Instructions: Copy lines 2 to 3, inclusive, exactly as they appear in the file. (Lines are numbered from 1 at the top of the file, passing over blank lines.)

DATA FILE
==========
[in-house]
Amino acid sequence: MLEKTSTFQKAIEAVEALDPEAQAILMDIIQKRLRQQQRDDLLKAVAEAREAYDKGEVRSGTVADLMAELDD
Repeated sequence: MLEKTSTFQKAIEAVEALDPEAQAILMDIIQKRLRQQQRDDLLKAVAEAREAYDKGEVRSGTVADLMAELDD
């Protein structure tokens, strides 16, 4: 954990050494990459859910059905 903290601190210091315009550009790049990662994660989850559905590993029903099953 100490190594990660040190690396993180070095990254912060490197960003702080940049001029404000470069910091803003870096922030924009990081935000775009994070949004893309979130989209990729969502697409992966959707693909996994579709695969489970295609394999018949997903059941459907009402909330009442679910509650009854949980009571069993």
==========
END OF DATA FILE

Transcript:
Amino acid sequence: MLEKTSTFQKAIEAVEALDPEAQAILMDIIQKRLRQQQRDDLLKAVAEAREAYDKGEVRSGTVADLMAELDD
Repeated sequence: MLEKTSTFQKAIEAVEALDPEAQAILMDIIQKRLRQQQRDDLLKAVAEAREAYDKGEVRSGTVADLMAELDD